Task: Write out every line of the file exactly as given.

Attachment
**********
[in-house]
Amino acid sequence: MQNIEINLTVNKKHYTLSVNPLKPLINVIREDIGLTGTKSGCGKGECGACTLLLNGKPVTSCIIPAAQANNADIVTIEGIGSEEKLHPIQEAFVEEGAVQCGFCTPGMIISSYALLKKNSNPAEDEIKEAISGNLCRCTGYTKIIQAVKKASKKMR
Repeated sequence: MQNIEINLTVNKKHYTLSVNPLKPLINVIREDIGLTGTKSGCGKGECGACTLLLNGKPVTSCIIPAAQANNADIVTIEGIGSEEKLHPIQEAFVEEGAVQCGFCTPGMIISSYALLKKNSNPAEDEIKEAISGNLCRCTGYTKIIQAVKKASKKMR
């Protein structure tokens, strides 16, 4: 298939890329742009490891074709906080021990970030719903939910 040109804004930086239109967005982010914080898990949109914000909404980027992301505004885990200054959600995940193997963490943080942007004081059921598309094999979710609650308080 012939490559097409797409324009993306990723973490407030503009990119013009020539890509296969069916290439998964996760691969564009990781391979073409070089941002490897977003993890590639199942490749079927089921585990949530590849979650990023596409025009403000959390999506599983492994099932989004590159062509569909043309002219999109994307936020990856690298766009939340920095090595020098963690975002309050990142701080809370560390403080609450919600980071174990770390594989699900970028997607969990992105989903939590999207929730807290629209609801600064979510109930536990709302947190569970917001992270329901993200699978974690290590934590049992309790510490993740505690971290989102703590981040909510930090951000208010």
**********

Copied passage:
[in-house]
Amino acid sequence: MQNIEINLTVNKKHYTLSVNPLKPLINVIREDIGLTGTKSGCGKGECGACTLLLNGKPVTSCIIPAAQANNADIVTIEGIGSEEKLHPIQEAFVEEGAVQCGFCTPGMIISSYALLKKNSNPAEDEIKEAISGNLCRCTGYTKIIQAVKKASKKMR
Repeated sequence: MQNIEINLTVNKKHYTLSVNPLKPLINVIREDIGLTGTKSGCGKGECGACTLLLNGKPVTSCIIPAAQANNADIVTIEGIGSEEKLHPIQEAFVEEGAVQCGFCTPGMIISSYALLKKNSNPAEDEIKEAISGNLCRCTGYTKIIQAVKKASKKMR
């Protein structure tokens, strides 16, 4: 298939890329742009490891074709906080021990970030719903939910 040109804004930086239109967005982010914080898990949109914000909404980027992301505004885990200054959600995940193997963490943080942007004081059921598309094999979710609650308080 012939490559097409797409324009993306990723973490407030503009990119013009020539890509296969069916290439998964996760691969564009990781391979073409070089941002490897977003993890590639199942490749079927089921585990949530590849979650990023596409025009403000959390999506599983492994099932989004590159062509569909043309002219999109994307936020990856690298766009939340920095090595020098963690975002309050990142701080809370560390403080609450919600980071174990770390594989699900970028997607969990992105989903939590999207929730807290629209609801600064979510109930536990709302947190569970917001992270329901993200699978974690290590934590049992309790510490993740505690971290989102703590981040909510930090951000208010």